Stewart’s satiric streak was on display when Moyer’s ran an excerpt from the April 19 “Daily Show” broadcast. But the real depth of Stewart’s insight was his assertion on Moyer’s program that Bush administration officials seem to believe that the American public gets one chance every four years to “say its piece.” Once an election is over, the public–as well as the Congress–ought to simply slip into the background scenery of democracy and leave the executive branch run the country, according to the president’s gang.
In this administration’s view, Congress, of course, does have responsibilities under the Constitution, and these are best fulfilled by quickly approving all requests from the White House. The Senate may hold hearings to consider presidential nominees for office, but, again, the process should be rapid and should not pry too deeply into what the administration is doing or plans to do.
Neither Moyers nor Stewart claims that the policy the Bush White House is following is fundamentally different from attempts by previous administrations to control what information reaches the public or to conceal events that might be embarrassing or even on the margins of illegality. But they both seem to be of the view that the Bush administration has been more intent, more aggressive, than other recent administrations in refusing to provide records and send officials to testify before Congress in open session as that body seeks to exercise oversight necessary for a meaningful system of checks and balances that protect individual rights.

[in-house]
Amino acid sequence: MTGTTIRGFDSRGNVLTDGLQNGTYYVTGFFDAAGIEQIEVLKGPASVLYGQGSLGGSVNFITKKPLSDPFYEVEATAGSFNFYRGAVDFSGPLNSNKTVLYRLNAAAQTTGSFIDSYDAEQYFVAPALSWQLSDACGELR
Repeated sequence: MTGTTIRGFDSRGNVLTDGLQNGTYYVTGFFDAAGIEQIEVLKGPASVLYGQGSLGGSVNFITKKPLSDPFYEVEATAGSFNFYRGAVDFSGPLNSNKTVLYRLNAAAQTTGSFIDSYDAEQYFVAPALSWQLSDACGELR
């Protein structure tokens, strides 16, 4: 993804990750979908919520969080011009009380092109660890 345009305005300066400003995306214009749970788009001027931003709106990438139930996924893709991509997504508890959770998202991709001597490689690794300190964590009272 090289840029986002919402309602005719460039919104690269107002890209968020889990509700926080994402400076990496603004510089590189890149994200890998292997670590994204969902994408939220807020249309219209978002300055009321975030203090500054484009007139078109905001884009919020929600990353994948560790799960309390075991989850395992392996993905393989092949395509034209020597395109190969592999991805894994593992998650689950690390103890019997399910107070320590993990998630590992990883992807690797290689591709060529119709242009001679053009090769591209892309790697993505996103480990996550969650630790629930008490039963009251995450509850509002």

By chance, PBS also broadcast on April 28 the classic film “All the President’s Men,” the Hollywood version of the Nixon administration Watergate scandal. The film was followed by a 2003 PBS documentary, “Watergate Plus 30: Shadow of History.” This looked at both the events of Watergate and the investigation and hearings before the Senate Watergate Committee (formal title in the enabling legislation is the Senate Select Committee on Presidential Campaign Activities) in 1973-1974. What was eerie about the documentary are the parallels between then and now:
* a president who ignored the public’s growing opposition to a war that should never have been started;
* an expansion of the war either through secret bombing raids or adding additional thousands of troops to the war;
* a presidential assertion of expanded powers to intercept communications of U.S. residents using the “commander-in-chief” clause of the constitution;
* “missing” or irretrievable documents or tapes (the infamous 18 minute gap in the Nixon tapes); and
* the obvious administration stonewalling of Congress.